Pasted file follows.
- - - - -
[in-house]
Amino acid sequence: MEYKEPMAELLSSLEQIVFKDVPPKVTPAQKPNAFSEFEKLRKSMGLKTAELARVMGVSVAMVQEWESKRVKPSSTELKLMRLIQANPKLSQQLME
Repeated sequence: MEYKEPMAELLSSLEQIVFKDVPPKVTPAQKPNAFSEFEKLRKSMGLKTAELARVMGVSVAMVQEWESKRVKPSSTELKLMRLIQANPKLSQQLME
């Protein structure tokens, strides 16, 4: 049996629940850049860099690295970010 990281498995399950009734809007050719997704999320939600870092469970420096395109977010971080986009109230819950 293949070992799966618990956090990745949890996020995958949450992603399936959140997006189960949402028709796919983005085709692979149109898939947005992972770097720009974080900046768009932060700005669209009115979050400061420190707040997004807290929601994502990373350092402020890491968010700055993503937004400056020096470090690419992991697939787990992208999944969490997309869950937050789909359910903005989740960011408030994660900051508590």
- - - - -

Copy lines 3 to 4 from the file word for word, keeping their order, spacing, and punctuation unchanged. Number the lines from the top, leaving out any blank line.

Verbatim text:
Repeated sequence: MEYKEPMAELLSSLEQIVFKDVPPKVTPAQKPNAFSEFEKLRKSMGLKTAELARVMGVSVAMVQEWESKRVKPSSTELKLMRLIQANPKLSQQLME
């Protein structure tokens, strides 16, 4: 049996629940850049860099690295970010 990281498995399950009734809007050719997704999320939600870092469970420096395109977010971080986009109230819950 293949070992799966618990956090990745949890996020995958949450992603399936959140997006189960949402028709796919983005085709692979149109898939947005992972770097720009974080900046768009932060700005669209009115979050400061420190707040997004807290929601994502990373350092402020890491968010700055993503937004400056020096470090690419992991697939787990992208999944969490997309869950937050789909359910903005989740960011408030994660900051508590």